Paul L. Caron

Friday, February 5, 2010

Senate to Consider Estate Tax Prepayment at Lower Rate

Wall Street Journal, Estate Tax Prepayment Option Eyed to Break Logjam in Senate, by Martin Vaughan:

A proposal to allow wealthy people to prepay estate taxes while they are still alive, in exchange for a lower tax rate, has caught the attention of Senate staff trying to craft a bipartisan, permanent compromise on the estate tax.

The estate tax prepayment idea is being pushed by Sen. Maria Cantwell (D., Wash.) as a possible compromise between senators who want a permanent, 35% estate tax rate and the position of President Barack Obama, who supports a 45% rate on inherited wealth. ...

The plan would allow wealthy people to place assets in a prepayment trust while they are still alive. Those assets would be subject to a 35% tax, which the estate owner would have five years to pay, according to a document describing the plan, obtained by Dow Jones Newswires. ... [T]he measure could be expected to have a net positive effect on revenue over the next 10 years to the extent that wealthy families begin to prepay taxes to take advantage of the lower rate.

Update: Tax Update Blog:

Actually, the just-expired tax law already has a provision that pretty much does that. It's called the gift tax. The tax cost of gifting assets is lower than that of passing them on at death because the gift tax rate is imposed only on assets that reach the next generation; the estate tax is imposed on the whole estate, including the amount that has to go to the government to pay the tax. Sure, you have to give assets away to qualify for the gift tax, but that's just a detail.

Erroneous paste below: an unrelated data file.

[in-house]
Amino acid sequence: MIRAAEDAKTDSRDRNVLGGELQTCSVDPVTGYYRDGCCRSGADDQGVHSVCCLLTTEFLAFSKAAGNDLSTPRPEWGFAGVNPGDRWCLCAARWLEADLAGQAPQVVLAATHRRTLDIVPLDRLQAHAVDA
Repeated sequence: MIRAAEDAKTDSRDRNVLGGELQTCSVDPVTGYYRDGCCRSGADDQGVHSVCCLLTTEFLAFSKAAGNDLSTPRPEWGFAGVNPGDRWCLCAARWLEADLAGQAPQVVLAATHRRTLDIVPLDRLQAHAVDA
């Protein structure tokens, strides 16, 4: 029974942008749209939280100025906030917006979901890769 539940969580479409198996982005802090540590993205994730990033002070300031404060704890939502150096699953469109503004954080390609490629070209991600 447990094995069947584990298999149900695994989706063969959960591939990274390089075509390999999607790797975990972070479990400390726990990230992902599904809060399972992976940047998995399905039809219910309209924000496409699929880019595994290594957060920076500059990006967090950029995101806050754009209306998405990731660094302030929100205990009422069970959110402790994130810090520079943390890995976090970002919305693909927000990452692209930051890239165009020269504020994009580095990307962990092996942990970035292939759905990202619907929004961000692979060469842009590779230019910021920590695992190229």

In real life, relatively few people make taxable gifts, even when it means estate tax savings. It's unlikely that Senator Cantwell's deemed death provision would be much more popular.

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Tracked on Feb 5, 2010 5:29:51 AM


Reducing the estate tax to 35% with a $5,000,000 exemption indexed for inflation can turn into a much friendlier tax. Some ideas are as follows:

*Issuance of Bureau of Public Debt Bonds that can be redeemed as estate tax payments like the "Flour Bonds" that were issued until 1971;

*Exempt pension related accounts that continue to pay income taxes;

*Purchasing life insurance policies that will be owned by the Bureau of Public Debt, but held in trust with the costs paid by the insured. Upon the insured's passing all proceeds get paid directly to the Bureau of Public Debt and accordingly credited against towards the estate tax liability.

Any responses would be appreciated.

Posted by: Paul Bell | Feb 6, 2010 11:43:49 AM

I got a better idea. Before you die(assuming you have any assets left) cash in every thing you have, pay no taxes, hide it(give map to heirs) and tell the feds to piss off.

Posted by: robertsgt40 | Feb 5, 2010 2:23:41 PM

There is an added tax benefits in states like Washington that don't have a gift tax, but do have a state estate tax.

Posted by: Derek W. Jensen | Feb 5, 2010 2:02:04 PM

isn't the gift tax in itself a discounted prepayment of estate tax? now we want to increase the incentive?

Posted by: r. | Feb 5, 2010 10:39:39 AM

Interesting. Are they thinking about a gross up if within 3 years of death ala 2035? I doubt if they got that far.

Posted by: Bill | Feb 5, 2010 8:34:55 AM